It should also be emphasized that the above refers to people who are genuinely great people.
Unfortunately, there are rabbis with a lot of book knowledge who lack good middot and engage in controversies NOT l'shem Shamayim, but rather due to their ego.
At the same time, it's important not to shove a genuine Torah leader into that category. Sometimes people do that to allow themselves to criticize him, but such people really are catering to their own ego needs in that case.
Sometimes, a non-Gadol rabbi of a community or shul attracts a following due to his own charisma, his agility in dealing with people, his ability to reassure people (even if it means offering them loopholes of halachic questionability), and the fact that he possesses more knowledge than his audience.
His adherents can be quite loyal to him.
Yet he is not a talmid chacham, he is not a Torah leader, and he has no right to criticize real Gadolim...and real Gadolim have every right to criticize him.
Again, in this post, we are speaking REAL Torah leaders, REAL talmidei chachamim.
(This can be hard to figure out sometimes, so here is more information to assist with this: More Tips on How to Recognize a Real Gadol.)
3) The Torah leader is surrounded by controversy and slander.
The Baal Shem Tov was a tzaddik with ruach hakodesh and the early founding Rebbes were also tzaddikim with ruach hakodesh (albeit maybe not on the level of the Baal Shem Tov). Yet the slander and controversy they endured in unbelievable.
Moshe Rabbeinu and David HaMelech endured terrible slander.
It's very important not to get involved.
Unfortunately, today's cultural mores drive people toward halachically questionable behavior.
In British culture, you're supposed to be decisive. Waffling and indecision isn't acceptable.
In American culture, you're supposed be CON-FI-DENT! You must SPEAK OUT!
Take a STAND!
Feeling undecided or hesitant is not so acceptable. It's seen as insecure or lacking in intelligence.
Yet it really is okay to feel that way.
And regarding Torah leaders, it's fine not to take a stand when you suffer doubts.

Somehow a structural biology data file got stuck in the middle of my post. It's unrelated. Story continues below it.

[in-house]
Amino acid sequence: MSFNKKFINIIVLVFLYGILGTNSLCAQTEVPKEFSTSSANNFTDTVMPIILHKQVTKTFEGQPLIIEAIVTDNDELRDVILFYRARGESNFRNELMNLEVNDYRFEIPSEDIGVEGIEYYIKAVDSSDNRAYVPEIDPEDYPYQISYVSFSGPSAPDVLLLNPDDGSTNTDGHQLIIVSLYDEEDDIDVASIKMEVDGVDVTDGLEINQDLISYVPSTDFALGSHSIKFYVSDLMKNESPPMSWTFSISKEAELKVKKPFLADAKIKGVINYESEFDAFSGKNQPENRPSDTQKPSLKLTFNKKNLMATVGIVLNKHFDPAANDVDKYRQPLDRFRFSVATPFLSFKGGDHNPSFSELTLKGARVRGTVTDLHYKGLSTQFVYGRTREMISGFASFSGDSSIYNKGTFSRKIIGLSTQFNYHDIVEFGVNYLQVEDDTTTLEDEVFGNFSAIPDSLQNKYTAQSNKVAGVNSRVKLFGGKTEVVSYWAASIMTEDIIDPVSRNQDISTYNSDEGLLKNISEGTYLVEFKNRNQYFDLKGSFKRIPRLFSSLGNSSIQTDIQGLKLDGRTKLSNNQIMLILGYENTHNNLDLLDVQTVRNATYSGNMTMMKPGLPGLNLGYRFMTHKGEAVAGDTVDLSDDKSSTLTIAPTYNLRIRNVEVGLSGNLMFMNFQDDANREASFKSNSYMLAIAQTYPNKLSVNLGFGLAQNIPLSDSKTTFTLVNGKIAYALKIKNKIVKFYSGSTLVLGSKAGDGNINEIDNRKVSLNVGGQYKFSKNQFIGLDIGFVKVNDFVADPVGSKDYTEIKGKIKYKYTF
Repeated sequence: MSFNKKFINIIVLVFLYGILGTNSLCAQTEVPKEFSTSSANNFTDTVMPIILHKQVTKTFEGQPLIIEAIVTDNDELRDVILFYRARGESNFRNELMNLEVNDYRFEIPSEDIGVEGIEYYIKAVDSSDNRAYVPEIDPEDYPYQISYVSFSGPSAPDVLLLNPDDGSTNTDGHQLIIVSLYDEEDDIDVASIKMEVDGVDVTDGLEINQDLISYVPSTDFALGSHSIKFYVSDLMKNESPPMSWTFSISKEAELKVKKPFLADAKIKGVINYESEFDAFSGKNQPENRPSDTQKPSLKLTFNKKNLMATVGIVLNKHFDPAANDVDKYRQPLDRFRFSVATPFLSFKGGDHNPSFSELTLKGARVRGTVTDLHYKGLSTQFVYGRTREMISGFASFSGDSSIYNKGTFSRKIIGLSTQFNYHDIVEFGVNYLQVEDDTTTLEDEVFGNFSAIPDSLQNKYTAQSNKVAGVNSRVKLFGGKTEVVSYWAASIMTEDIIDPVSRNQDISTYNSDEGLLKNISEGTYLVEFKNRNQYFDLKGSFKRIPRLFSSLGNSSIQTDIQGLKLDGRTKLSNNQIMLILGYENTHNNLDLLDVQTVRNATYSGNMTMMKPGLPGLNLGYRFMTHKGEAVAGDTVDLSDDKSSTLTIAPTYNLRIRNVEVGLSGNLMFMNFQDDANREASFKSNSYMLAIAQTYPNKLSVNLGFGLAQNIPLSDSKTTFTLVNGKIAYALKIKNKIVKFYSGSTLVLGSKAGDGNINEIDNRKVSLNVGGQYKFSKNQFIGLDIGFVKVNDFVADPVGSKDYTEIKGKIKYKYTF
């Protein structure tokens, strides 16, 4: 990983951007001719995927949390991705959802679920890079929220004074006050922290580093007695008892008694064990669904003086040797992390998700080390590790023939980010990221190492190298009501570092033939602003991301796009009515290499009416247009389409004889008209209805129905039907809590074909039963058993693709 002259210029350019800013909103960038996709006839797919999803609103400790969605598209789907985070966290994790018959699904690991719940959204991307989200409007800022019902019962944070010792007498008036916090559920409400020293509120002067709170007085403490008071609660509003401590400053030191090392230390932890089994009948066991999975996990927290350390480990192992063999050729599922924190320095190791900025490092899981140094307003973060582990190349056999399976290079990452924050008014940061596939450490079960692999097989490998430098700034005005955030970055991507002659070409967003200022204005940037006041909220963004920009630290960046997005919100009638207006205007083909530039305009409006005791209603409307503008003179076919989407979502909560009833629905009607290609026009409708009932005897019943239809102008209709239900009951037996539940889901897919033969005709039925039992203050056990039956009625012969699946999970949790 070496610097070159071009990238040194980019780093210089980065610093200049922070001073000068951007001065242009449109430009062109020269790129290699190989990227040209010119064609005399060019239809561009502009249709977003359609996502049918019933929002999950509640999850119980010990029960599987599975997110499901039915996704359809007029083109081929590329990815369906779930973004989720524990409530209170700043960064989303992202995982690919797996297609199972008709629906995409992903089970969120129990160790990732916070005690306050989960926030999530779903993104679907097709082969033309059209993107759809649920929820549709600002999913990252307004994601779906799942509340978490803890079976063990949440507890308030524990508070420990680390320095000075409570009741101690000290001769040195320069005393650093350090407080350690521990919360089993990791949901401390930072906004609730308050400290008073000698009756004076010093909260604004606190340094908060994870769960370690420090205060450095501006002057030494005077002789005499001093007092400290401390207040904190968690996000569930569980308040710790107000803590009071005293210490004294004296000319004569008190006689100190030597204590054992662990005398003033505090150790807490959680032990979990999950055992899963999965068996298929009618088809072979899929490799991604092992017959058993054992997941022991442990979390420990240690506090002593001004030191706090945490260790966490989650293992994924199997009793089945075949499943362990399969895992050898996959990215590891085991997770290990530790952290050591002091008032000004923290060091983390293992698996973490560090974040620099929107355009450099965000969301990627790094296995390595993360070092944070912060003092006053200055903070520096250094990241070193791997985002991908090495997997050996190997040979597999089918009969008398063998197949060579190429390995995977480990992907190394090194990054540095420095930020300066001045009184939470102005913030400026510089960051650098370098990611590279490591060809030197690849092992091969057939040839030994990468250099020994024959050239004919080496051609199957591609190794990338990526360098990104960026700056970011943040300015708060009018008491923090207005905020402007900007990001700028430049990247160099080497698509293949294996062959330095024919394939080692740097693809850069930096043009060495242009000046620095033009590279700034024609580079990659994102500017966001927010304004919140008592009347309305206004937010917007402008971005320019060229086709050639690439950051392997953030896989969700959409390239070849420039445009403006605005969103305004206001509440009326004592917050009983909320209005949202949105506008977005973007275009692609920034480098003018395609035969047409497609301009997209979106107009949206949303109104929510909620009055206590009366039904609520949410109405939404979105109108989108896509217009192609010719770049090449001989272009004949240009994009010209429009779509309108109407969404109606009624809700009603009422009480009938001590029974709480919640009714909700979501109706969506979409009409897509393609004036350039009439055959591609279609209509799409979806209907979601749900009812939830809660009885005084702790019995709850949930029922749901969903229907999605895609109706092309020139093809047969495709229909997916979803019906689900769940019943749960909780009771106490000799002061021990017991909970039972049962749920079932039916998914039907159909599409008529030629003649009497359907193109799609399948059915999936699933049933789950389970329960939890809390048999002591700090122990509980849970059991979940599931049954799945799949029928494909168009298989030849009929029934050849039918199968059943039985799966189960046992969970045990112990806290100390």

For example, the Yismach Moshe, Rebbe Moshe Teitelbaum (1759 – 1841), remembered himself in a previous incarnation as a member of Sanhedrin in the time of the Moshe Rabbeinu-Korach controversy.
While all his fellow Sages joined the camp of Korach (the masses followed Moshe Rabbeinu), the Yismach Moshe-as-Sanhedrin-Member retained a certain doubt as to whether Korach was really in the right.
When his grandson expressed astonishment as to how the Yismach Moshe could have indulged in any speculation against the righteousness of Moshe Rabbeinu, the Rebbe explained that Korach's position was so persuasive, his doubt was actually very precious in Shamayim.
Ultimately, the Yismach Moshe said, "Not wanting to be part of the machlokes[controversy], I ran into my tent and closed the entrance tightly. I refused to come out until it was all over."
Astonishingly, his thoughtful doubt & refusal to pick sides became his salvation.
(For the original story, please see Not Everything is Black & White & Parshat Korah: The Jewish Eye.)
Another massive problem in today's world is the manipulation of images. Photoshop can do amazing things, as can video-editing software.
Photographing or filming from a certain angle can also distort a scene.
Using this against frum people is nothing new.
For example, in Stefania Heilbrunn's Children of Dust and Heaven: A Diary from Nazi Occupation through the Holocaust, a Polish survivor recalls one Sunday in September when journalists & film-makers invaded a town comprising a significant Jewish population.
These media pros set up tables with cards and piles of money, then (with the military assistance of beatings kicks, and rifles) they forced respectable Jews to sit there and play cards.
Even more appalling, a bearded chassid was forced (via the same violent means) to sit on a chair while they made a "notorious Polish streetwalker" sit on him...the resulting events both filmed and photographed.
All of the above was done to show the alleged "vice and debauchery" of the Jews.
Conveniently, the soldiers with their fingers on their triggers and their beatings and kicking of the victimized Jews were not shown.
Please note the collaboration of military personnel, journalist, professional photographers, and film-makers in this revolting scenario — all admired members of society, of course.
This certainly happens today.
How much lashon hara against real rabbis is inspired by journalists, newspapers, news blogs, and carefully edited video clips?
There is not one non-frum media outlet (whether Jewish or not) that really wishes to show a Gadol in his true light.
Unless you are very committed to Torah & mitzvot, you really do not like what the Gadolim say nor what they stand for.
Sure, maybe you'll cherry-pick certain phrases that sit well with you, but not more than that — unless you're very committed, as said.
Be careful of what you read & watch; so much of it is manipulated.
And get comfortable with not being decisive or CON-FI-DENT.
It's okay not to know. It's okay not to be completely sure...until you are.
Let's Stop the Epidemic
And if we're not sure if someone is a tzaddik or not?
Better safe than sorry advises: Keep mum.